Assessment of cervical lymph node metastasis for therapeutic decision-making in squamous cell carcinoma of buccal mucosa: a prospective clinical analysis

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Cervical metastasis has a tremendous impact on the prognosis in patients with carcinomas of the head and neck and the frequency of such spread is greater than 20% for most squamous cell carcinomas. With emerging evidence, focus is shifting to conservative neck procedures aimed at achieving good shoulder function without compromising oncologic safety. The purpose of this study was to analyze the pattern of nodal metastasis in patients presenting with squamous cell carcinoma of buccal mucosa. Materials and methods This was a prospective clinical analysis of patients who were histologically diagnosed with squamous cell carcinoma of the buccal cavity and clinically N1 and had not received treatment anywhere else. Patients were analyzed for age and sex distribution, tumor staging, location, and metastasis. Results The incidence of metastatic lymph node in T4 ( n =44) was the highest, that is, level I was 100% (44/44), level II was 43.18% (19/44), level III was 15.90% (7/44), and level IV was 4.5% (2/44). Level V was free of metastasis. Among T3 ( n =10) lesions, incidence of metastasis in level I was 100% (10/10), level II was 20% (2/10), and level III, IV, and V were free of metastasis. Among T2 ( n =6) lesions, incidence of lymph node metastasis in level I was 100% (6/6) and all other levels of lymph nodes were found free of metastasis. Conclusion Lymphatic spread from carcinoma of the buccal mucosa is low. Involvement of level IV is seen in only 3% of patients. A more conservative approach to the neck in patients with carcinoma of the buccal mucosa is recommended.

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Publié le 01 janvier 2012
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Essiget al. World Journal of Surgical Oncology2012,10:253 http://www.wjso.com/content/10/1/253
WORLD JOURNAL OF SURGICAL ONCOLOGY
R E S E A R C HOpen Access Assessment of cervical lymph node metastasis for therapeutic decisionmaking in squamous cell carcinoma of buccal mucosa: a prospective clinical analysis 122 11 1 Harald Essig, Riaz Warraich, Gulraiz Zulfiqar , Madiha Rana , André Michael Eckardt , NilsClaudius Gellrich 1* and Majeed Rana
Abstract Background:Cervical metastasis has a tremendous impact on the prognosis in patients with carcinomas of the head and neck and the frequency of such spread is greater than 20% for most squamous cell carcinomas. With emerging evidence, focus is shifting to conservative neck procedures aimed at achieving good shoulder function without compromising oncologic safety. The purpose of this study was to analyze the pattern of nodal metastasis in patients presenting with squamous cell carcinoma of buccal mucosa. Materials and methods:This was a prospective clinical analysis of patients who were histologically diagnosed with squamous cell carcinoma of the buccal cavity and clinically N1 and had not received treatment anywhere else. Patients were analyzed for age and sex distribution, tumor staging, location, and metastasis. Results:The incidence of metastatic lymph node in T4 (n=44) was the highest, that is, level I was 100% (44/44), level II was 43.18% (19/44), level III was 15.90% (7/44), and level IV was 4.5% (2/44). Level V was free of metastasis. Among T3 (n=10) lesions, incidence of metastasis in level I was 100% (10/10), level II was 20% (2/10), and level III, IV, and V were free of metastasis. Among T2 (n=6) lesions, incidence of lymph node metastasis in level I was 100% (6/6) and all other levels of lymph nodes were found free of metastasis. Conclusion:spread from carcinoma of the buccal mucosa is low. Involvement of level IV is seen in onlyLymphatic 3% of patients. A more conservative approach to the neck in patients with carcinoma of the buccal mucosa is recommended. Keywords:Squamous cell carcinoma, Prognosis, Oral cavity, Buccal mucosa, Lymph node metastasis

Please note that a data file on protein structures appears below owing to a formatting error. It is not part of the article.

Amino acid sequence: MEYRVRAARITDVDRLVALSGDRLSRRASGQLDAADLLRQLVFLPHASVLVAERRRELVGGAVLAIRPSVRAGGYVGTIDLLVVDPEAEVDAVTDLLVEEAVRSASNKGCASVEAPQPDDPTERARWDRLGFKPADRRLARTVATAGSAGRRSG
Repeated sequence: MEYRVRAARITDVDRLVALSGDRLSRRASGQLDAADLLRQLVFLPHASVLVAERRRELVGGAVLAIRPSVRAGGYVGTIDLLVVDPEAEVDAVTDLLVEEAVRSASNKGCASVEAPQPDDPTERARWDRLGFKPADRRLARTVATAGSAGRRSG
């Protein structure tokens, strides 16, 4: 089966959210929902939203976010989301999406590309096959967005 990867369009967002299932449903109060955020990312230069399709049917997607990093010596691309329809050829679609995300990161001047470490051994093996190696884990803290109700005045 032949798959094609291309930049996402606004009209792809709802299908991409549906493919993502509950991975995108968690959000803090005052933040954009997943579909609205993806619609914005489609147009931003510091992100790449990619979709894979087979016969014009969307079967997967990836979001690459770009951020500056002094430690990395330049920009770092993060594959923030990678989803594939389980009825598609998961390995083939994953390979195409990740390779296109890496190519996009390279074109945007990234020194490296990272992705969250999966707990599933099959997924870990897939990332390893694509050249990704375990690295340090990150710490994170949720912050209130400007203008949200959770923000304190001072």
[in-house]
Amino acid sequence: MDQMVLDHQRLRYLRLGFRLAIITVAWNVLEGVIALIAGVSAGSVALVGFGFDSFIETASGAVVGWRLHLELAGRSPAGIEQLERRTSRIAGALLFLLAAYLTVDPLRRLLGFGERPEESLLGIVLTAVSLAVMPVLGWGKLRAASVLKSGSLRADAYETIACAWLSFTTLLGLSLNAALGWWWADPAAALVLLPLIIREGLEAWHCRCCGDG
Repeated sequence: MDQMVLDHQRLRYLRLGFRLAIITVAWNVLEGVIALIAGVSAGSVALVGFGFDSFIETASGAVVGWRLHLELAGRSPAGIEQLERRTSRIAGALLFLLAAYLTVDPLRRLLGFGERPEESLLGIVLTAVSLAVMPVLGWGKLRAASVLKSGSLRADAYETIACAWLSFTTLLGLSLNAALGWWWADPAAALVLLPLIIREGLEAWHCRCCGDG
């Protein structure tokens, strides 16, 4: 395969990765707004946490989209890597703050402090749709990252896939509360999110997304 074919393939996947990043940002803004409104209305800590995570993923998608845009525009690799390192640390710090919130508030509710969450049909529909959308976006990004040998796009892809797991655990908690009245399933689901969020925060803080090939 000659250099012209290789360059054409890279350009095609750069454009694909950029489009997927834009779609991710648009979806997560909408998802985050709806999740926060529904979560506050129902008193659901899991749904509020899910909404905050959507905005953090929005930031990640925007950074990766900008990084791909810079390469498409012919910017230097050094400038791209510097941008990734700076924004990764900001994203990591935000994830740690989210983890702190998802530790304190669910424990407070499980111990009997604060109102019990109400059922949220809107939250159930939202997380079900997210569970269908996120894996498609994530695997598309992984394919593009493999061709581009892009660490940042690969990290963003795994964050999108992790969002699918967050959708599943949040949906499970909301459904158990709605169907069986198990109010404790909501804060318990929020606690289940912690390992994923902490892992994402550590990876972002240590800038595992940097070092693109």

Background Squamous cell carcinoma (SCC) in the head and neck region occurs primarily in the oral cavity and oropharynx and is generally regarded as a disease of the elderly [1]. In contrast to other sites of oral cancer, the incidence of the buccal carcinoma is increasing, especially in younger age groups [2,3]. The incidence of buccal carcinoma is much higher in Asia. In Southeast Asia, the disease is the most
* Correspondence: rana.majeed@mhhannover.de Equal contributors 1 Department of CranioMaxillofacial Surgery, Hannover Medical School, CarlNeubergStreet 1, Hannover D30625, Germany Full list of author information is available at the end of the article
common form of oral cavity cancer. The higher rate of buccal carcinoma is likely related to the widespread prac tice of betel nut chewing. Betel nut, composed mainly of the fruit of the Areca Palm and often mixed with tobacco, is placed along the buccal mucosa to induce a feeling of euphoria. The anatomical and physiological milking muscle action predispose to an early invasion and metas tasis of buccal carcinoma [4]. Multimodal management of buccal carcinoma include surgery, radiotherapy, chemo therapy, and the combination of the above three. It depends upon tumor factors such as site, size (T stage), location, multiplicity, proximity to bone, pathological fea tures, histology grade, depth of invasion, and status of
© 2012 Essig et al.; licensee BioMed Central Ltd. This is an Open Access article distributed under the terms of the Creative Commons Attribution License (http://creativecommons.org/licenses/by/2.0), which permits unrestricted use, distribution, and reproduction in any medium, provided the original work is properly cited.